Letting your autistic child home regulate
At school, your autistic child spends four to six hours working hard to follow the school rules, concentrate on his/her schoolwork, deal with overstimulating environments, process information that other kids can deal with quickly, and constantly trying to figure out how to regulate their bodies.
It’s often a lot to handle.
Frequently, my child comes home and has to immediately unwind. He had kept it all together for an entire day, he needs a break.
I had a therapist tell me a story once: “I went to a conference once. One class at this conference was taught by a man who was on the autism spectrum himself. He told us the first thing he does when he arrives home every night is immediately sit in a rocking chair in his living room and rock for 20 to 30 minutes. He said he had to do this! The stress of keeping himself under control all day needed to be relieved the moment he was in his own home. He just needed it.”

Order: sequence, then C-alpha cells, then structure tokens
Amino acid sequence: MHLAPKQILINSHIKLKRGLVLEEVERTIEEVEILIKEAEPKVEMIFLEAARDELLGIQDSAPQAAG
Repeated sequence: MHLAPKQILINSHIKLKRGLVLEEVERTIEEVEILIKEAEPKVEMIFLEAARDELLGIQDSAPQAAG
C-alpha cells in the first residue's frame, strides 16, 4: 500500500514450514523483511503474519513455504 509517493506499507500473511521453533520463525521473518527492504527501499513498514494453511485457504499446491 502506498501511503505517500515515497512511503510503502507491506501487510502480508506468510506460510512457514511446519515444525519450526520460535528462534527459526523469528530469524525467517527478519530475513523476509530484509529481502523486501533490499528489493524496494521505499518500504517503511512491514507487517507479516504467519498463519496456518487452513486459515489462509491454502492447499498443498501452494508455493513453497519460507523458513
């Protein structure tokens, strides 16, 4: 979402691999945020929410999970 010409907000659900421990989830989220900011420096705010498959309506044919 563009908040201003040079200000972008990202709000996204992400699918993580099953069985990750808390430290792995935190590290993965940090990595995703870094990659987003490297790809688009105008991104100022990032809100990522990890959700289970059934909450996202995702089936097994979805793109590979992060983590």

I often think of this story when I watch my child run laps, flap, make his “funny noises,” or ride his scooter back and forth.
I remind myself that he needs this time to regulate his body.
There are many times when he doesn’t have an opportunity to regulate himself. He had his needs.
He does have opportunities at school. My child is allowed to communicate with his aide if he needs a break to regulate himself. The breaks are typically 5 minutes long and he is encouraged to keep them at a minimum.
Still, they are not necessarily at his whim. Often, the teacher and the aide need to find the best time for such breaks. The time works best for my child, the teacher, and the class.
However, at home is usually a different story.
At home, my child basically regulates himself.
When he was younger, we would break up his time just to make sure he wasn’t regulating for two hours. Now that he’s older, he seems to do what he needs, and then stops himself.
We spent years making sure our child doesn’t get too locked into one thing for long extended periods of time. And, this included his at-home regulating. It’s not an exact science, but we do keep ourselves aware of maintaining a balance.
Now that he does it himself, we don’t worry about him as much.
We try to maintain a balance. That’s all they’re seeking as well. A way to balance their bodies and their very busy lives. We believe this thinking forces the parents and the child to all be on the same page.
For more help understanding regulating, read here: